Grantaire pulls him close, then, roughly, smoothing the fair hair with one awkward hand. "Only the truth," he murmurs, in a voice gone suddenly husky.

For a minute, Enjolras leans on him silently, and then, with a deep breath, he makes another effort to collect himself. "We must be a spectacle."

Grantaire half-smiles, squeezing his shoulder. "What else?"

"I don't know." Enjolras wipes his eyes, then tucks the handkerchief away again. "For God's sake."

"Or someone's. It's all right."

"I hope you're right. If it isn't, I've been more ridiculous than normal."

Grantaire chuckles. "You're seldom ridiculous, my dear."

"I have my moments," Enjolras admits, then prepares to stand. "I shouldn't dishonor this battlefield with my thoughts of defeat."

"As you say," Grantaire says easily, and starts to climb to his feet.

Once he has regained his balance, Enjolras slips his arm around Grantaire's waist. "On the second glance, it is a bleak place. I would not want to be here alone."

Grantaire drops a fleeting kiss to his cheek. "I don't blame you."

"Ah, beloved, I liked some of this trip," Enjolras says, sighing.

"It's been... hell. Remarkable." Grantaire smiles crookedly at him. "One of your better ideas."

"I do have one worth mentioning, every decade or so."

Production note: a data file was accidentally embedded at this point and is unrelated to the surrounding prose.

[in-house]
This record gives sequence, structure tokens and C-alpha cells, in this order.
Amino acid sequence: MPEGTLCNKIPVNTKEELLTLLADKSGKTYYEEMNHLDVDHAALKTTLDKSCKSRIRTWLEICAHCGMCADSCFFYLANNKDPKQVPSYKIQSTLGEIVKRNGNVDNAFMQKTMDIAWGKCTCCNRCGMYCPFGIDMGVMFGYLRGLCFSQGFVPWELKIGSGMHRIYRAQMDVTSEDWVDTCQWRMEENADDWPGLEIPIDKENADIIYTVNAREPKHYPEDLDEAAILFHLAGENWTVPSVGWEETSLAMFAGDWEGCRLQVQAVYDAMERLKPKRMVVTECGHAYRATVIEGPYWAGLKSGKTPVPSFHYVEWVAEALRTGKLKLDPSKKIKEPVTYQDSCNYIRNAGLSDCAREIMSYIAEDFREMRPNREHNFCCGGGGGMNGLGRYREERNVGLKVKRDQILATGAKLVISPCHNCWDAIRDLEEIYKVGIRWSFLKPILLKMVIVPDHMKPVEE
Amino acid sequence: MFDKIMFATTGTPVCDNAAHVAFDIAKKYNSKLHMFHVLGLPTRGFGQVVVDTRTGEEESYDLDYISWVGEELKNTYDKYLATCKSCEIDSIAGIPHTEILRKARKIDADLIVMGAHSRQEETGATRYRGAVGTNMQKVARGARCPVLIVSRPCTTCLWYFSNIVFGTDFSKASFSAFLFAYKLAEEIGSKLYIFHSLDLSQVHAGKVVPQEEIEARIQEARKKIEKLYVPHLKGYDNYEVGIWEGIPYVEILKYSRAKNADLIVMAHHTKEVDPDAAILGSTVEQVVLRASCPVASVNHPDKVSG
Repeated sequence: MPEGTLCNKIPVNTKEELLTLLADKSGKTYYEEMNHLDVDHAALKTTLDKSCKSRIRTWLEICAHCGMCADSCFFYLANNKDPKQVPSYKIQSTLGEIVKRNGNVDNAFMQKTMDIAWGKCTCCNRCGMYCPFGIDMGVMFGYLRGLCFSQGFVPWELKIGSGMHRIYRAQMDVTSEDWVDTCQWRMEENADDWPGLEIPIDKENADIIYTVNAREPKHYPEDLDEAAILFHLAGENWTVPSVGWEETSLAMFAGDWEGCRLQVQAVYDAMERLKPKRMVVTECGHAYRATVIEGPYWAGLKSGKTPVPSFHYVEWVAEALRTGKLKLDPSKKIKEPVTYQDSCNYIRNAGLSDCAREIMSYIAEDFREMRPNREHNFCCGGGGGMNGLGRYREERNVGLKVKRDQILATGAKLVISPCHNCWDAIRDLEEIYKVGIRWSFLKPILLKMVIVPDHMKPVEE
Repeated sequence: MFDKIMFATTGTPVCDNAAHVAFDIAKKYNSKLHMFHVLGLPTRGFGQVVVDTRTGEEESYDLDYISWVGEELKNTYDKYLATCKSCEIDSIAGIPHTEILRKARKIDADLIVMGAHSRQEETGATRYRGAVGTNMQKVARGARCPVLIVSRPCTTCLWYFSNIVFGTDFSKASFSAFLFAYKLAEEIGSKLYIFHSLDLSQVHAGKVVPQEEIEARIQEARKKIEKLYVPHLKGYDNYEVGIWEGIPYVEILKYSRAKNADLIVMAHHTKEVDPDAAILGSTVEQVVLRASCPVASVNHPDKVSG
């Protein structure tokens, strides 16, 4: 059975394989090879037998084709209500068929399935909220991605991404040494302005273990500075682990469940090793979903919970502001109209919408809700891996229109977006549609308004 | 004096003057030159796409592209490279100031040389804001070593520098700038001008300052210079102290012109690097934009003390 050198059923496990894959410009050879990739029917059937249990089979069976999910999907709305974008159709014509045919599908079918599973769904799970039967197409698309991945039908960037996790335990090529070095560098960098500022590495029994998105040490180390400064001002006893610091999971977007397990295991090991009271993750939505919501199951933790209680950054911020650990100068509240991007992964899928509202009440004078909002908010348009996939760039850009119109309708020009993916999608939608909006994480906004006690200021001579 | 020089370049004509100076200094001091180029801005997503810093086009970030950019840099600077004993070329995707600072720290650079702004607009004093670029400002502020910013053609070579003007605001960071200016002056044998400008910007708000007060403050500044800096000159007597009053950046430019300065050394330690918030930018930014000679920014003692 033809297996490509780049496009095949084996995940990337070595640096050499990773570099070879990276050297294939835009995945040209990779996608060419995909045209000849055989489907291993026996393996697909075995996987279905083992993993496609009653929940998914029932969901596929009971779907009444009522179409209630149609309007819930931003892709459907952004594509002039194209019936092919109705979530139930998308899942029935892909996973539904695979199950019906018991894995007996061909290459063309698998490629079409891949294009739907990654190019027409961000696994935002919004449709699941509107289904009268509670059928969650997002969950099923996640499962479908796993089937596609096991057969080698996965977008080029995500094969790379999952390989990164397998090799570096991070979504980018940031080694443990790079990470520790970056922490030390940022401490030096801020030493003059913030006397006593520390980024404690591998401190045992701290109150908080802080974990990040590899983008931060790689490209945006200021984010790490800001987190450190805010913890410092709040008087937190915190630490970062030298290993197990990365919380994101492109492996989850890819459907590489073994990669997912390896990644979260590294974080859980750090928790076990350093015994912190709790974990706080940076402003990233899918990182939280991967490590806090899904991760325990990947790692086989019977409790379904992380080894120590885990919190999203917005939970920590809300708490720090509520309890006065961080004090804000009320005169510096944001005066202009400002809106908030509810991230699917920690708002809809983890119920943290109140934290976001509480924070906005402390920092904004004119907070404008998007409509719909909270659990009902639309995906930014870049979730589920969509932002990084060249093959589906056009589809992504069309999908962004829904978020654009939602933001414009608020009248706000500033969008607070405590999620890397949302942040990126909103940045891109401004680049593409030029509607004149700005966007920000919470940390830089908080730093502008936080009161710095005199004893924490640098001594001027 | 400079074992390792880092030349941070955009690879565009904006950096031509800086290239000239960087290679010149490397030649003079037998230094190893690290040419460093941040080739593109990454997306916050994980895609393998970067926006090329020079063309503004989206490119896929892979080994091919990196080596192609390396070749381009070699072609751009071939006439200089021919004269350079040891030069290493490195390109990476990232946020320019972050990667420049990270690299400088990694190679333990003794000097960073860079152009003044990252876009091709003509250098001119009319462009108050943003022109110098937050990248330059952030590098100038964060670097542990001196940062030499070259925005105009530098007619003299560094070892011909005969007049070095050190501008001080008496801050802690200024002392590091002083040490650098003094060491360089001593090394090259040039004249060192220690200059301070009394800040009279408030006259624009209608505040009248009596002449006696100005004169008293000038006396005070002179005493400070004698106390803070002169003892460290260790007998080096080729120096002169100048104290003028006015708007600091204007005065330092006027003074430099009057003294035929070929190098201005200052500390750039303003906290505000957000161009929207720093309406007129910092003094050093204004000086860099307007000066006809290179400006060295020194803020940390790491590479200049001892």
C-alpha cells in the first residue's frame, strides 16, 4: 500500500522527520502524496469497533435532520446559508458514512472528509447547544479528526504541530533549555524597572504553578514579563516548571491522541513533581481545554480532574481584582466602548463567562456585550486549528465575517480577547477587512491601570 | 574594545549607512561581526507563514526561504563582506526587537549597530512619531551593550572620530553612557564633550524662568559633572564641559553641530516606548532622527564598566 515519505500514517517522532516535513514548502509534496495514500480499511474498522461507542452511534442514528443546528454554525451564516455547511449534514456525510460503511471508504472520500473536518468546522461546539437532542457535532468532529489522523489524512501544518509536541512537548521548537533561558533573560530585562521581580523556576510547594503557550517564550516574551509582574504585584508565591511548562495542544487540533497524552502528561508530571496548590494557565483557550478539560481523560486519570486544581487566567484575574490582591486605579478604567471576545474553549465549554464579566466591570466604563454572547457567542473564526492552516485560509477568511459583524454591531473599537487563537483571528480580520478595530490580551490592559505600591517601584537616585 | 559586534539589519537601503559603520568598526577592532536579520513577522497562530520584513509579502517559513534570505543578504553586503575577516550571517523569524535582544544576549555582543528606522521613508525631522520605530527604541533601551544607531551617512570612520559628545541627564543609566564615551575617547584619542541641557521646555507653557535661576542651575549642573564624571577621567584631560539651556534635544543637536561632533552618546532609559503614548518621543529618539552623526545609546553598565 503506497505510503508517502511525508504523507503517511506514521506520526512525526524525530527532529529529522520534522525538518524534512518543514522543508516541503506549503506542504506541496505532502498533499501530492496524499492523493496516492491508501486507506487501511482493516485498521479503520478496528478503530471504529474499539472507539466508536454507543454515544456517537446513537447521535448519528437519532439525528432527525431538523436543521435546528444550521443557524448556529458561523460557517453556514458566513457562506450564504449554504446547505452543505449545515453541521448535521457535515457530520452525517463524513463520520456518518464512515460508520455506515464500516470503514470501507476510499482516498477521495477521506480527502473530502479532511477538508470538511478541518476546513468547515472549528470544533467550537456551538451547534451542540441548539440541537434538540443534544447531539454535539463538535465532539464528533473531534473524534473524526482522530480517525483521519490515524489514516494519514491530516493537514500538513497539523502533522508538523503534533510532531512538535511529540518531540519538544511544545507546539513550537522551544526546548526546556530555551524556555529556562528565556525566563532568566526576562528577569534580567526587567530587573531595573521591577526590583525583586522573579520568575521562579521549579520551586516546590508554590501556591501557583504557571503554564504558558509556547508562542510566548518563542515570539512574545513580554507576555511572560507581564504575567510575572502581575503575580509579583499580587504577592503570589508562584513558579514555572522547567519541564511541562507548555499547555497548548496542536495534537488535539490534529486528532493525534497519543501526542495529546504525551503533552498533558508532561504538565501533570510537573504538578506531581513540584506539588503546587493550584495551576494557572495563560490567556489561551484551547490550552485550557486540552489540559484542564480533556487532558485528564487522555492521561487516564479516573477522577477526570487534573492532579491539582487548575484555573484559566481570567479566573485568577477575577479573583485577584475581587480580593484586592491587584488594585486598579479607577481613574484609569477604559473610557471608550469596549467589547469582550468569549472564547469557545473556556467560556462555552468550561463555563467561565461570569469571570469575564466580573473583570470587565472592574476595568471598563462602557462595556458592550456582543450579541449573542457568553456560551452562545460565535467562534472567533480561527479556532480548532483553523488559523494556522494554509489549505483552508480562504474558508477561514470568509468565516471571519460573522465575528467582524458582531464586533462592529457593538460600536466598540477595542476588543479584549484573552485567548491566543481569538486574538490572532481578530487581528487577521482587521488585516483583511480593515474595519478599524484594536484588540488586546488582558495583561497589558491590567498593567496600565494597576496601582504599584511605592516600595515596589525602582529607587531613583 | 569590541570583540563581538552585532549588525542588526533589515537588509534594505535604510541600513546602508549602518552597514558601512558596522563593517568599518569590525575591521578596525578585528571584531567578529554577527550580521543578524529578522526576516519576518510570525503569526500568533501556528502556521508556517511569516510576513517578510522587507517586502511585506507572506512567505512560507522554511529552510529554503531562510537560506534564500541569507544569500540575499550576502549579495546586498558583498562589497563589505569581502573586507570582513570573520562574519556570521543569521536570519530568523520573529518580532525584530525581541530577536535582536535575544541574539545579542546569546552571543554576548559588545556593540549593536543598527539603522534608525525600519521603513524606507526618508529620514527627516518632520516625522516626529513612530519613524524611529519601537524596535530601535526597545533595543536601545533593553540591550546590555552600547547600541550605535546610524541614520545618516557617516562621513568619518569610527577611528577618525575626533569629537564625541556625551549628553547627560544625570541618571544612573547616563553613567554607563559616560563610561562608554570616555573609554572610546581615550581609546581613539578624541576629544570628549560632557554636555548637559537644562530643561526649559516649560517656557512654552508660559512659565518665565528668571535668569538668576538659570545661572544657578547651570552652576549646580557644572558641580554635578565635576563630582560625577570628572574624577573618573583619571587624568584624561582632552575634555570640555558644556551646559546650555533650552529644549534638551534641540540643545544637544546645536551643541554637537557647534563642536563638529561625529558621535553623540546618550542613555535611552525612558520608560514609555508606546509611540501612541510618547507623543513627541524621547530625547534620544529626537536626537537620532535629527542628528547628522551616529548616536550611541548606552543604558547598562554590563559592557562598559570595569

Grantaire chuckles, and kisses him again. "Have you any idea how--" Breaks off, suddenly lost for words.

Enjolras waits a moment, then asks, "How what, chéri?"

Grantaire studies him quietly for a minute, half-smiling. "How damned amazing you are."

Even at his theoretically mature age, Enjolras blushes and looks away from him. "I think your judgement is somewhat clouded."

Grantaire slips an arm around his shoulders. "You astonish me continually." A beat. "Granted that's not overly difficult..."

Enjolras kisses his cheek. "Keep some of your flattery for yourself, love. You are better than you admit."

Grantaire chuckles, glancing down a moment. "Modesty's a virtue, I'm told. I can't afford to throw away the few I've got, can I?"

"I suppose not." Enjolras squeezes him gently. "So, instead, you are trying to destroy the last remaining traces of mine."

"Ah, but! You don't need it." Grantaire grins at him.

"Oh?" Enjolras's eyebrows rise.

"You have virtues in plenty." Teasing, now.

"I have not," Enjolras protests, "no more than you."

Grantaire laughs, and smooths his hair back from his face gently. "Very well."

"If you love me despite my flaws, I suppose I can be content." Enjolras kisses his cheek.

"I love you desperately," Grantaire murmurs in his ear, "despite everything. Never doubt it."

Enjolras smiles. "I wonder if that puts you ahead of me. I love you because of everything."

"Difficult man." Grantaire kisses him lightly, then straightens. The sun is sinking rapidly, and the clouds have thickened and darkened. "We'd best get back."

"We should, yes." Enjolras lets him go, slowly, for the sake of propriety. "And, love, I may be difficult, but you are incorrigible."

Grantaire grins, suddenly, with that madcap gaiety. "Of course."

"And I love you, but not quite as much when it is raining on me." Enjolras glances at the sky. "Let's go."

"Agreed." Grantaire punches him gently in the arm, and sets off briskly back the way they came.

... Previous ... Book Three ... Table of Contents ... Next ...